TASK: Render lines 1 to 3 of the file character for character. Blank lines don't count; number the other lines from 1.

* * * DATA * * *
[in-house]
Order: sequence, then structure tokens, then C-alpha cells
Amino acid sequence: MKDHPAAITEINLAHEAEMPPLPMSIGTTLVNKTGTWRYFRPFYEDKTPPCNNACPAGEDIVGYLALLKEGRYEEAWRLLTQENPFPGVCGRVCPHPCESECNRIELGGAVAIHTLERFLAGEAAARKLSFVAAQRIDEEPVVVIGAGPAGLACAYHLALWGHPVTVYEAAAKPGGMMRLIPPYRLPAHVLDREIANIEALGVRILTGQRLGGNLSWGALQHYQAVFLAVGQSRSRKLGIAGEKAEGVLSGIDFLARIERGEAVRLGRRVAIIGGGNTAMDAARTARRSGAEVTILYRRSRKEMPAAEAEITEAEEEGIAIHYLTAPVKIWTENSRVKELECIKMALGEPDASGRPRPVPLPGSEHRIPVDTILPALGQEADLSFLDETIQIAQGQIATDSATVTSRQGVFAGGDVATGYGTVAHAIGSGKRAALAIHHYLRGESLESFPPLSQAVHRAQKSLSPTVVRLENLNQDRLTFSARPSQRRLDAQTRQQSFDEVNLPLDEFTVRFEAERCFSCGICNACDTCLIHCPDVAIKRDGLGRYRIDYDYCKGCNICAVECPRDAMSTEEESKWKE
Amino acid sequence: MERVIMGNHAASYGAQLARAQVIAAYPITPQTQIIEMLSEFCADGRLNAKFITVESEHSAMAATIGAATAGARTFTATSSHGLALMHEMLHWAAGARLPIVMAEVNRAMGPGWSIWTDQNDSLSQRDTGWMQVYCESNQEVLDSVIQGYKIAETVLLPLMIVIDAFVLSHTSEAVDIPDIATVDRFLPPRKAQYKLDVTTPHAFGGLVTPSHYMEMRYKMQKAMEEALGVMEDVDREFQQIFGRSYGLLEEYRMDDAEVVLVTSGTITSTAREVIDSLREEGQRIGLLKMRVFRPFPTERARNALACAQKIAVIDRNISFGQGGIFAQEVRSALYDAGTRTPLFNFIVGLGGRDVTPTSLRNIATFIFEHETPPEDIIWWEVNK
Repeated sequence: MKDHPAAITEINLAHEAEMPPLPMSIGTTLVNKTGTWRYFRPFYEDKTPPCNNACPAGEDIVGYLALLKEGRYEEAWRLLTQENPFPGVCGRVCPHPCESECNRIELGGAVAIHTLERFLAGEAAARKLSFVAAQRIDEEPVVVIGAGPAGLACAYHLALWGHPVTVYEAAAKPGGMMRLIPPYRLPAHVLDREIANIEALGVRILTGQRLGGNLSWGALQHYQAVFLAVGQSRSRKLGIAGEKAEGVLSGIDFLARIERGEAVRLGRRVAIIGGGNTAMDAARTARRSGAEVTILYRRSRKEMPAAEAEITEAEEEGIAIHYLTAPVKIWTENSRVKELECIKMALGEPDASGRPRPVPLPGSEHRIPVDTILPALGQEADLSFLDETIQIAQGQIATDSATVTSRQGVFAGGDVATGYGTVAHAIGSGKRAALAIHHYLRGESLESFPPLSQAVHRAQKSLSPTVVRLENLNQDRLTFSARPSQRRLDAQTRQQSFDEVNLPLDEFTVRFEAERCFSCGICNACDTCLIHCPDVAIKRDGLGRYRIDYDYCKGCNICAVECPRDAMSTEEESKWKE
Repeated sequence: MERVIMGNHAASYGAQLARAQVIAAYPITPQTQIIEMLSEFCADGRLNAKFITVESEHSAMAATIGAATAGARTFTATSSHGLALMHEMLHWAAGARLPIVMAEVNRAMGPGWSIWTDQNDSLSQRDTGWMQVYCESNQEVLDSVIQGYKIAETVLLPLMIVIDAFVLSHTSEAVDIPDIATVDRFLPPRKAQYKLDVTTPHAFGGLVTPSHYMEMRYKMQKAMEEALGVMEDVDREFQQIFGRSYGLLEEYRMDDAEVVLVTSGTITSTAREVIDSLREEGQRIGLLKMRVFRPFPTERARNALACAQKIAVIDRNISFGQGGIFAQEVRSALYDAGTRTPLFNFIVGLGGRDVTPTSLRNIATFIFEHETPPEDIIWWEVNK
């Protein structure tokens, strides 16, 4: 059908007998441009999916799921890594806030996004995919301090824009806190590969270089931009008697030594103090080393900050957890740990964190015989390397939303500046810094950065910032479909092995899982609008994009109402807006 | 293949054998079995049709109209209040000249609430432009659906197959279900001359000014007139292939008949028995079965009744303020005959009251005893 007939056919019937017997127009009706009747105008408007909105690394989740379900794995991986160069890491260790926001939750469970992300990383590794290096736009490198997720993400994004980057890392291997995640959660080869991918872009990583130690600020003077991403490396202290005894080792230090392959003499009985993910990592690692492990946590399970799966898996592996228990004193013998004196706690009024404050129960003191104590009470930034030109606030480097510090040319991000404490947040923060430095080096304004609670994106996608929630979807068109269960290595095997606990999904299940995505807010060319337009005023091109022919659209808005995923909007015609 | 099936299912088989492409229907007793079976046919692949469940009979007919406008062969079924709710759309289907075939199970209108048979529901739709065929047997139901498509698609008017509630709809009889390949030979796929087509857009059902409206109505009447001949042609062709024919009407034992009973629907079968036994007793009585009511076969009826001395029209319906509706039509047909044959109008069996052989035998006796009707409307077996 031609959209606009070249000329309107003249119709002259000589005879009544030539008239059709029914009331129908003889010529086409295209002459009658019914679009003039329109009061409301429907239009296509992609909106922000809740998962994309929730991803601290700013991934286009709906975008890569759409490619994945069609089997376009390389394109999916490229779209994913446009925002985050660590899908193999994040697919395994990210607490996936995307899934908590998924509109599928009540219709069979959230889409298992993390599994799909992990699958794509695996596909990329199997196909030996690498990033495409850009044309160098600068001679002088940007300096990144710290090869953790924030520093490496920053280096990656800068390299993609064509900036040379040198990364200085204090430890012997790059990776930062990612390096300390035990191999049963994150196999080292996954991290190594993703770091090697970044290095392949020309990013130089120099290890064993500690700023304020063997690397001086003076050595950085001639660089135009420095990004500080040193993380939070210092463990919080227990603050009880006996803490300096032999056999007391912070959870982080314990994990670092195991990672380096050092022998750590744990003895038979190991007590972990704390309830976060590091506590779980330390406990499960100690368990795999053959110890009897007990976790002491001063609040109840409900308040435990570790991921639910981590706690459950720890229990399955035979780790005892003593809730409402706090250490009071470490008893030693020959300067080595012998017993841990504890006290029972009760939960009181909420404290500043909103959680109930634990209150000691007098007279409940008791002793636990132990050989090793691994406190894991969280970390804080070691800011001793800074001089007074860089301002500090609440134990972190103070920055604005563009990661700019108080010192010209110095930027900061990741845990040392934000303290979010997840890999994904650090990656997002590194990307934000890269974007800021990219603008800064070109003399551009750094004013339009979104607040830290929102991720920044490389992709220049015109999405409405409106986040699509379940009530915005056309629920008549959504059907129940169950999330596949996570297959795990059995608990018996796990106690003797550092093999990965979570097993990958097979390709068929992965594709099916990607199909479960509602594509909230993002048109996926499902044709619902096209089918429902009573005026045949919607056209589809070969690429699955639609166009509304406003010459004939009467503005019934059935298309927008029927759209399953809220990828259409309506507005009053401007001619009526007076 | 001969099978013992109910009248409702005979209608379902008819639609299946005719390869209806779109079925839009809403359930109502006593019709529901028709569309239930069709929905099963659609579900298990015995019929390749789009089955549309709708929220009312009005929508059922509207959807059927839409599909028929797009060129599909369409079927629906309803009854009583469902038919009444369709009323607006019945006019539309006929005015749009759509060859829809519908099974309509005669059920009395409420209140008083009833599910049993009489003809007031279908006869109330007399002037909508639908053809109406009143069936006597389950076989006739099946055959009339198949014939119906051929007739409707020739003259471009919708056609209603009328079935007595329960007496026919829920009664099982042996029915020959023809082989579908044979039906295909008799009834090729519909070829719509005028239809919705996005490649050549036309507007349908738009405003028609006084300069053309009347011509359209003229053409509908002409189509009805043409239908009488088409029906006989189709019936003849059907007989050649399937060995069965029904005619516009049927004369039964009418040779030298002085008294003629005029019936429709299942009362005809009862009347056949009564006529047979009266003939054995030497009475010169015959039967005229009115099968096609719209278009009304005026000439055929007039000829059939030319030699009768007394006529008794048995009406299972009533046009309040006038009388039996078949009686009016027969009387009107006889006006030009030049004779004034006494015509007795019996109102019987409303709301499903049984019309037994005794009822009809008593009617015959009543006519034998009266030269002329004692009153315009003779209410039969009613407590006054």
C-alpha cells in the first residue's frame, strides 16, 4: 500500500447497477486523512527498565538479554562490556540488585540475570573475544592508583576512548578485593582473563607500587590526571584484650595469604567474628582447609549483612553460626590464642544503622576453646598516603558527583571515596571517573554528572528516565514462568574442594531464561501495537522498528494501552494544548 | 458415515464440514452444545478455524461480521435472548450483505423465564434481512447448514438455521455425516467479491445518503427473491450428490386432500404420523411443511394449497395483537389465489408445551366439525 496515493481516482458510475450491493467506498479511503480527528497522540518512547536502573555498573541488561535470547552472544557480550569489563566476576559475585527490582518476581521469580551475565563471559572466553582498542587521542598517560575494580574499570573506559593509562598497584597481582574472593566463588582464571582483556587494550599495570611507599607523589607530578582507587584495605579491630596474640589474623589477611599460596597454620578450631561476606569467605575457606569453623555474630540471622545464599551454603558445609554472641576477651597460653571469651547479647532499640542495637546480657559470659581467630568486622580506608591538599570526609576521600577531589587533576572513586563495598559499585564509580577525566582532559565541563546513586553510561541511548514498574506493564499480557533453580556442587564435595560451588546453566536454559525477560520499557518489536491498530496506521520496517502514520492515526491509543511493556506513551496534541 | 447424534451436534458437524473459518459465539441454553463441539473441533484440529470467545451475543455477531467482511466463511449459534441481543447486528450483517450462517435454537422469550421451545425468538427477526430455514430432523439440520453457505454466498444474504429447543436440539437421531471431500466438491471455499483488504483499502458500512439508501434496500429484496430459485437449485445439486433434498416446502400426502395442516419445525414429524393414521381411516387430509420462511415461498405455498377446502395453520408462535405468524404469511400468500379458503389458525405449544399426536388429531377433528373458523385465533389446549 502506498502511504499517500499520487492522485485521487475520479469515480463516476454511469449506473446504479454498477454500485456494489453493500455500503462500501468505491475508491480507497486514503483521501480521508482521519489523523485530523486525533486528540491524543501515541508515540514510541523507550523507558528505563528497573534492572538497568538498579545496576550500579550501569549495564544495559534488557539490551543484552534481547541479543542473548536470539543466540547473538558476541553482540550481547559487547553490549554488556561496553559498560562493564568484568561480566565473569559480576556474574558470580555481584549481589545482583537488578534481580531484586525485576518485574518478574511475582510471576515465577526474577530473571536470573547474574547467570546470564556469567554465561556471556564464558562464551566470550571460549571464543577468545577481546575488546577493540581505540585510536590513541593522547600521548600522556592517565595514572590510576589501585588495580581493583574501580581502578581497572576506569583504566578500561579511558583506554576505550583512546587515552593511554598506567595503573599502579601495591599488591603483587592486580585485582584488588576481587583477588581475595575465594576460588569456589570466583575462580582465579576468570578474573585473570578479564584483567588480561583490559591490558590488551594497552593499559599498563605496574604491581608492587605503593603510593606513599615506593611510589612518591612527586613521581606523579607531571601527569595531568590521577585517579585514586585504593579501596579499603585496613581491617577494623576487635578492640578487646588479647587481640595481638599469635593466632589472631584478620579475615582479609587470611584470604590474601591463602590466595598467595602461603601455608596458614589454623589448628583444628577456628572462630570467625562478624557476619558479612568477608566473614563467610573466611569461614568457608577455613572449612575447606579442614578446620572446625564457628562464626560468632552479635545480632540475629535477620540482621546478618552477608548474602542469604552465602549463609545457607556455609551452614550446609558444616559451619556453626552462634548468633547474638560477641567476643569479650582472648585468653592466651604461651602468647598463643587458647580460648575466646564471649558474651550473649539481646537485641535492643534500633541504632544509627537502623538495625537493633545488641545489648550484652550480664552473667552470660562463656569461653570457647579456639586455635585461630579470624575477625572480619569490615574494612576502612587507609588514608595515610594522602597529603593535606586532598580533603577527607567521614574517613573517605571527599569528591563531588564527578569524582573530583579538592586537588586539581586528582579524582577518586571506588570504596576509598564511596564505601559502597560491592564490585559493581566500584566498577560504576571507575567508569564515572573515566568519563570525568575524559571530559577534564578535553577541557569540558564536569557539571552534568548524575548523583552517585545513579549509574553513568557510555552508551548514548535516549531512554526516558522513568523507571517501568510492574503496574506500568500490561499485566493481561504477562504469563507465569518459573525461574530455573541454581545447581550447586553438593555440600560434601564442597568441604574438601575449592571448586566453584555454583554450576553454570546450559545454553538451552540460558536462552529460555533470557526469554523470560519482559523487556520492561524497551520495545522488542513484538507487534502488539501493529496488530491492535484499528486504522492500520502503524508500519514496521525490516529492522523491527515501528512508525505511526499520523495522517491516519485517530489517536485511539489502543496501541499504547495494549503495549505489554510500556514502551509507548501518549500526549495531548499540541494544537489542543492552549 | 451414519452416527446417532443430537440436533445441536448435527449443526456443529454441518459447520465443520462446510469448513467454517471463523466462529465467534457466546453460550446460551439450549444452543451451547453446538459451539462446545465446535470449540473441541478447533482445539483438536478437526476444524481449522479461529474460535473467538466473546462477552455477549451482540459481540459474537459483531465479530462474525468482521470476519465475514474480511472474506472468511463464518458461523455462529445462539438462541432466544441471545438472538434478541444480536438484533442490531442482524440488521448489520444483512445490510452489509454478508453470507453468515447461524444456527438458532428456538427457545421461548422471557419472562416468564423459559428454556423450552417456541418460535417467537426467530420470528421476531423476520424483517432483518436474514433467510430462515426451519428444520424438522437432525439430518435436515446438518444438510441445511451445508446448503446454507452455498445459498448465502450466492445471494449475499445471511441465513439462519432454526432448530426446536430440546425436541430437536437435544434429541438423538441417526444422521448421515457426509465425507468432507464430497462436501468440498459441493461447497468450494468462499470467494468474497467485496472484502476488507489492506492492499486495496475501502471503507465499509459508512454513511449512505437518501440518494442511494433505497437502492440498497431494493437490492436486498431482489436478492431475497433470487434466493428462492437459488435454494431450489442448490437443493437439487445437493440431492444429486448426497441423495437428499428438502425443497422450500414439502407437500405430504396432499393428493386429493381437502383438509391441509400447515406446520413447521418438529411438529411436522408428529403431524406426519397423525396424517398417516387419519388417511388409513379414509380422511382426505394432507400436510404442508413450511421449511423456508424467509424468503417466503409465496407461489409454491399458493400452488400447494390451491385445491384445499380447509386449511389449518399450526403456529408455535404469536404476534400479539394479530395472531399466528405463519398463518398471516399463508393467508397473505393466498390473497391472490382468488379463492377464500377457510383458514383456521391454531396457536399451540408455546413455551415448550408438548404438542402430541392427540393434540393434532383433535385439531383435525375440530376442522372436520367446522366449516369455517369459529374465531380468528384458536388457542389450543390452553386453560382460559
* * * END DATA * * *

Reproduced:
[in-house]
Order: sequence, then structure tokens, then C-alpha cells
Amino acid sequence: MKDHPAAITEINLAHEAEMPPLPMSIGTTLVNKTGTWRYFRPFYEDKTPPCNNACPAGEDIVGYLALLKEGRYEEAWRLLTQENPFPGVCGRVCPHPCESECNRIELGGAVAIHTLERFLAGEAAARKLSFVAAQRIDEEPVVVIGAGPAGLACAYHLALWGHPVTVYEAAAKPGGMMRLIPPYRLPAHVLDREIANIEALGVRILTGQRLGGNLSWGALQHYQAVFLAVGQSRSRKLGIAGEKAEGVLSGIDFLARIERGEAVRLGRRVAIIGGGNTAMDAARTARRSGAEVTILYRRSRKEMPAAEAEITEAEEEGIAIHYLTAPVKIWTENSRVKELECIKMALGEPDASGRPRPVPLPGSEHRIPVDTILPALGQEADLSFLDETIQIAQGQIATDSATVTSRQGVFAGGDVATGYGTVAHAIGSGKRAALAIHHYLRGESLESFPPLSQAVHRAQKSLSPTVVRLENLNQDRLTFSARPSQRRLDAQTRQQSFDEVNLPLDEFTVRFEAERCFSCGICNACDTCLIHCPDVAIKRDGLGRYRIDYDYCKGCNICAVECPRDAMSTEEESKWKE